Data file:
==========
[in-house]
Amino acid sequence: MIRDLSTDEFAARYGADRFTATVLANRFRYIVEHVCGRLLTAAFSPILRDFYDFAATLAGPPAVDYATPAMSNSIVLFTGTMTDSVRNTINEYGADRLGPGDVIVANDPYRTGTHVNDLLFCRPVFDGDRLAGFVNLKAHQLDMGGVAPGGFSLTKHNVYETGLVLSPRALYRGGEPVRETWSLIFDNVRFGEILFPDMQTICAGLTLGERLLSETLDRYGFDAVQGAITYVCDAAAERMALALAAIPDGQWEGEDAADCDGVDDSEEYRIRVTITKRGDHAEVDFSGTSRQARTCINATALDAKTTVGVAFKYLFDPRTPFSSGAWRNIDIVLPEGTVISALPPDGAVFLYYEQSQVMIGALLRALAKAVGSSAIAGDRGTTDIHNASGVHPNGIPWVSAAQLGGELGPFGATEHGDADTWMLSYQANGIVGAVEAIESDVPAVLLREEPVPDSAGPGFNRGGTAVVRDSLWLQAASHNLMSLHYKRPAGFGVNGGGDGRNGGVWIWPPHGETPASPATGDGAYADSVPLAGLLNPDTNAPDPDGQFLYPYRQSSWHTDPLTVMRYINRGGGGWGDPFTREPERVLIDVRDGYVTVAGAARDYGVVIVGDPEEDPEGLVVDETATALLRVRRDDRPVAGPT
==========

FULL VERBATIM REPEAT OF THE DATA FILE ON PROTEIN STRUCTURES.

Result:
[in-house]
Amino acid sequence: MIRDLSTDEFAARYGADRFTATVLANRFRYIVEHVCGRLLTAAFSPILRDFYDFAATLAGPPAVDYATPAMSNSIVLFTGTMTDSVRNTINEYGADRLGPGDVIVANDPYRTGTHVNDLLFCRPVFDGDRLAGFVNLKAHQLDMGGVAPGGFSLTKHNVYETGLVLSPRALYRGGEPVRETWSLIFDNVRFGEILFPDMQTICAGLTLGERLLSETLDRYGFDAVQGAITYVCDAAAERMALALAAIPDGQWEGEDAADCDGVDDSEEYRIRVTITKRGDHAEVDFSGTSRQARTCINATALDAKTTVGVAFKYLFDPRTPFSSGAWRNIDIVLPEGTVISALPPDGAVFLYYEQSQVMIGALLRALAKAVGSSAIAGDRGTTDIHNASGVHPNGIPWVSAAQLGGELGPFGATEHGDADTWMLSYQANGIVGAVEAIESDVPAVLLREEPVPDSAGPGFNRGGTAVVRDSLWLQAASHNLMSLHYKRPAGFGVNGGGDGRNGGVWIWPPHGETPASPATGDGAYADSVPLAGLLNPDTNAPDPDGQFLYPYRQSSWHTDPLTVMRYINRGGGGWGDPFTREPERVLIDVRDGYVTVAGAARDYGVVIVGDPEEDPEGLVVDETATALLRVRRDDRPVAGPT